Despite Winchester appearing on paper as a sure bet for the county seat, Thomas, Lord Fairfax, the proprietor of the Northern Neck, had other ideas. As described by T. K. Cartmell, “We know that many of the present inhabitants of the old town have had handed down to them the belief that Lord Fairfax actually sliced off from his immense holdings a sufficient quantity of land, and gave, or dedicated, it for the use of the citizens of the County for the purpose of a county seat, that eventually developed into the far-famed Valley City. Such impressions are wrong; and should have been corrected years ago.” Fairfax indeed gave nothing to Winchester and wanted Stephensburg (Stephens City) to have the honor of county seat. It was established in 1758 and according to one description, “was settled almost exclusively by Germans, whose descendants long preserved the customs and language of their ancestors.”
The court selected Winchester through the lobbying of James Wood, who “served a toddy to the judge with the deciding vote.” Winchester became the Valley’s leading commercial, judicial and governmental center within several decades. The first courthouse was built between 1747 and 1751. Concentrated residential and commercial patterns in the town, an early water system (1808) and paved streets (1809), two weekly newspapers and a book publishing industry were indications of Winchester’s increasing urbanization. The vigorous economy encouraged a number of artisans, merchants, and tavern keepers to settle there. Equally important were the free African-Americans that Winchester attracted after 1782 when Virginia law made the private manumission of enslaved individuals permissible. By 1785 the Lower Shenandoah Valley was no longer the edge of the frontier.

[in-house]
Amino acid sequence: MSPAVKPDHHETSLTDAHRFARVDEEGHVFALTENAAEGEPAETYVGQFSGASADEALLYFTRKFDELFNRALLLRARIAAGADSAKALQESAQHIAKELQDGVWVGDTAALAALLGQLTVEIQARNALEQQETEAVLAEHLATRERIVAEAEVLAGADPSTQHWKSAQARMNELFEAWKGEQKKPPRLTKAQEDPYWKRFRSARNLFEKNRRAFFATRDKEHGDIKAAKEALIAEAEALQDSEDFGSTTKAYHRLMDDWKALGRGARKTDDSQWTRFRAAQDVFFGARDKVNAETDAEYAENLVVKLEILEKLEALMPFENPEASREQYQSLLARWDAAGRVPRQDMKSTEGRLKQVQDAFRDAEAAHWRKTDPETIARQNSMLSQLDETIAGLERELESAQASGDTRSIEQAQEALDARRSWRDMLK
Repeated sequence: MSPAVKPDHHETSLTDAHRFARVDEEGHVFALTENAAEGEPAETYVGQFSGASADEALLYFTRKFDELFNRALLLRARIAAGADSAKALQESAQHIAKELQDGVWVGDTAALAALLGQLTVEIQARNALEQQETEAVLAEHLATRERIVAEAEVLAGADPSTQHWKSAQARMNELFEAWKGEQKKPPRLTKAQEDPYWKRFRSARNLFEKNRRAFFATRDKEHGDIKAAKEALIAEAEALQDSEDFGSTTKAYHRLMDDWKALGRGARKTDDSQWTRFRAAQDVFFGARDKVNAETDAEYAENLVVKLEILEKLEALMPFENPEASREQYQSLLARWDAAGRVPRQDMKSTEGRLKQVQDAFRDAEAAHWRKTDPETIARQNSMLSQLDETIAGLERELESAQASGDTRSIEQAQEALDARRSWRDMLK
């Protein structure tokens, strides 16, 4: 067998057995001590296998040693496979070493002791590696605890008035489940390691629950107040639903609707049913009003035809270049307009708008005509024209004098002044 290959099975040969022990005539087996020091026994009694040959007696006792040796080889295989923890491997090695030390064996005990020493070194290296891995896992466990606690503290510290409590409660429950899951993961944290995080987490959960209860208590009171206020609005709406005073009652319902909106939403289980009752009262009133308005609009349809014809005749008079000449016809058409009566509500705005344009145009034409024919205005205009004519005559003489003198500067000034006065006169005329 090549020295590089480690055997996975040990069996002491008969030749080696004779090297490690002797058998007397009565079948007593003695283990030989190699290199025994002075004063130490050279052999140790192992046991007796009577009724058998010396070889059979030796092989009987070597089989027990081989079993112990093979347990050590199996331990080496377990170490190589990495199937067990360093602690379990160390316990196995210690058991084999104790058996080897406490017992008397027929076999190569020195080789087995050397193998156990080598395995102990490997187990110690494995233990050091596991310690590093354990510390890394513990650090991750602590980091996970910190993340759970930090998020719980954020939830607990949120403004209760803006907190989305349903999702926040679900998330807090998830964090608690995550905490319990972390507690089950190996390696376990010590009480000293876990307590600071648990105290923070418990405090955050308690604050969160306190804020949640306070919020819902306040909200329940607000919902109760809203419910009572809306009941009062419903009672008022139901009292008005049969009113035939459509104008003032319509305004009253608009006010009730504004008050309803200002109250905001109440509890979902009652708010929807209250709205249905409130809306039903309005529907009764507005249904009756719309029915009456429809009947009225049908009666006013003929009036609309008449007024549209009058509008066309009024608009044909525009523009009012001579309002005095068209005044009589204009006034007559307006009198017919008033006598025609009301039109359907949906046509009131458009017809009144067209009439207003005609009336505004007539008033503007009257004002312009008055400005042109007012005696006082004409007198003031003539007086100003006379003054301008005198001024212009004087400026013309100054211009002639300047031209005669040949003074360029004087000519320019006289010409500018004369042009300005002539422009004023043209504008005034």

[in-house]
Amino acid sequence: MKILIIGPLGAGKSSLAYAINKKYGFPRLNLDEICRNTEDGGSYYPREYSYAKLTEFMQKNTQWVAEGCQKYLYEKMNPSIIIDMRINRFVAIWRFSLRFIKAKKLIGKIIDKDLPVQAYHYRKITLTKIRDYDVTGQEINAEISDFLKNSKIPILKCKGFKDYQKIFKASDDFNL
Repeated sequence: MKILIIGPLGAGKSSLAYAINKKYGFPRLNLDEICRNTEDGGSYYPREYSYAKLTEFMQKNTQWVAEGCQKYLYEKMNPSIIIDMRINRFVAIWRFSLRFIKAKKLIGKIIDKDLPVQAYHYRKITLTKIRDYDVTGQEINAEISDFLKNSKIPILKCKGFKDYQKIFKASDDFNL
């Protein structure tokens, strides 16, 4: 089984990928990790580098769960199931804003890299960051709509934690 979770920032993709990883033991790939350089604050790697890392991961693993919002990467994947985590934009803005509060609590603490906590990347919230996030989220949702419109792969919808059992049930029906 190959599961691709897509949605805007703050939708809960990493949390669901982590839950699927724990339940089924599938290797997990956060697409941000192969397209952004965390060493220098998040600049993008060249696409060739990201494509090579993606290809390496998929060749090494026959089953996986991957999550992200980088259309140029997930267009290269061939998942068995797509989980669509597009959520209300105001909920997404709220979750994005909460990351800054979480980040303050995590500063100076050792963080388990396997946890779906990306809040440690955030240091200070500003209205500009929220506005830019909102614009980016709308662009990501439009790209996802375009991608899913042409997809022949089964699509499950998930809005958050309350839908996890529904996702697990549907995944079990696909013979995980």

Join us for the next installment looking at some of the agricultural history of the Valley on October 15!